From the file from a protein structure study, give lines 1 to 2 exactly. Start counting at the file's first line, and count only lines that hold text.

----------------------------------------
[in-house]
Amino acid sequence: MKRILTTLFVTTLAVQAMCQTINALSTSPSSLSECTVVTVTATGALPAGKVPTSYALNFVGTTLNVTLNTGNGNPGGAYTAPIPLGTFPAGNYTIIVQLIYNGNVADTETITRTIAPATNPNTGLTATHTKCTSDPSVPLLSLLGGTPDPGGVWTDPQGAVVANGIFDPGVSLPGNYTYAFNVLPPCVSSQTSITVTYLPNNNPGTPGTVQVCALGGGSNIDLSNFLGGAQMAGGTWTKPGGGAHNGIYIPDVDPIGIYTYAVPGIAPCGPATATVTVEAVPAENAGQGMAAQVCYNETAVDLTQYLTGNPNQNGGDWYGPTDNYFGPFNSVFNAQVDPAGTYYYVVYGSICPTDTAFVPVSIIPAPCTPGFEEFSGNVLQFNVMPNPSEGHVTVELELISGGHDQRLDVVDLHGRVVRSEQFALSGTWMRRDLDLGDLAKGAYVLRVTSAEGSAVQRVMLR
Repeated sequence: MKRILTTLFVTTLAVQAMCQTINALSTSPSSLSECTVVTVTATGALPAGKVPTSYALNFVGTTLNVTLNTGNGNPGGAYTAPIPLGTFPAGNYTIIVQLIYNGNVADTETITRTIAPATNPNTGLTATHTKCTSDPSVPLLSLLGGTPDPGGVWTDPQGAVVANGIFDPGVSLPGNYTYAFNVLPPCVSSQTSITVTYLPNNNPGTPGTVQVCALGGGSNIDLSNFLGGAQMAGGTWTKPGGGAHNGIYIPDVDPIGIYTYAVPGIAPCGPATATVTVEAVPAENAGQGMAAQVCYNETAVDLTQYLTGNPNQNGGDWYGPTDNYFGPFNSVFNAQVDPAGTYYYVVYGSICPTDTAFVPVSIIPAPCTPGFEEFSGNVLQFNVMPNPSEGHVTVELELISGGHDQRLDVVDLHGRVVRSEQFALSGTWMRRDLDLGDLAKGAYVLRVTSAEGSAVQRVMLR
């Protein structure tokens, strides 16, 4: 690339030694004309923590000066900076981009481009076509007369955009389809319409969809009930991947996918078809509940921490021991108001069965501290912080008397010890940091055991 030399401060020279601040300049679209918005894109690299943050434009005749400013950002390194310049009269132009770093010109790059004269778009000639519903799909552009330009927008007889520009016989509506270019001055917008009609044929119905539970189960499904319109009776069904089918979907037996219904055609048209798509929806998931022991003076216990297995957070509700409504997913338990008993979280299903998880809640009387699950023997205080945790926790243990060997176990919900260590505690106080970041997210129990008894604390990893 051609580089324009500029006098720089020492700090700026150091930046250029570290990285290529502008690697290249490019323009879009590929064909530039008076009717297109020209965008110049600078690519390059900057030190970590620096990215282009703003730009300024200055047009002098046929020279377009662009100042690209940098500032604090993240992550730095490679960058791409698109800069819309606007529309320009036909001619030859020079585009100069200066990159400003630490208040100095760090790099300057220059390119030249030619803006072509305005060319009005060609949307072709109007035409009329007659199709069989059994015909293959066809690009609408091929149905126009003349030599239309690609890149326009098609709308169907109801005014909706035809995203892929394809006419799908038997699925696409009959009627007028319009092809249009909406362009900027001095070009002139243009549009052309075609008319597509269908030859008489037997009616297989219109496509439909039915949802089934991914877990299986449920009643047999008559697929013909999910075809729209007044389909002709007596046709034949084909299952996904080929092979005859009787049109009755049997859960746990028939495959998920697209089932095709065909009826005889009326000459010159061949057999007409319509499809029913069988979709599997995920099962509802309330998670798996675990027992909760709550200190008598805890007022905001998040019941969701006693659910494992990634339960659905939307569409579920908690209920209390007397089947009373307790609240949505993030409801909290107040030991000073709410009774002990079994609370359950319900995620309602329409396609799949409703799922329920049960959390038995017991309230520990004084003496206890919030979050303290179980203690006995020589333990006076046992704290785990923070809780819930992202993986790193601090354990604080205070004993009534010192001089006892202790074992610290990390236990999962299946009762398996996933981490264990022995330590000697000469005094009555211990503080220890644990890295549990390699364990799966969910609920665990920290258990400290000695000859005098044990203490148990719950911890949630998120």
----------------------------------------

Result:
[in-house]
Amino acid sequence: MKRILTTLFVTTLAVQAMCQTINALSTSPSSLSECTVVTVTATGALPAGKVPTSYALNFVGTTLNVTLNTGNGNPGGAYTAPIPLGTFPAGNYTIIVQLIYNGNVADTETITRTIAPATNPNTGLTATHTKCTSDPSVPLLSLLGGTPDPGGVWTDPQGAVVANGIFDPGVSLPGNYTYAFNVLPPCVSSQTSITVTYLPNNNPGTPGTVQVCALGGGSNIDLSNFLGGAQMAGGTWTKPGGGAHNGIYIPDVDPIGIYTYAVPGIAPCGPATATVTVEAVPAENAGQGMAAQVCYNETAVDLTQYLTGNPNQNGGDWYGPTDNYFGPFNSVFNAQVDPAGTYYYVVYGSICPTDTAFVPVSIIPAPCTPGFEEFSGNVLQFNVMPNPSEGHVTVELELISGGHDQRLDVVDLHGRVVRSEQFALSGTWMRRDLDLGDLAKGAYVLRVTSAEGSAVQRVMLR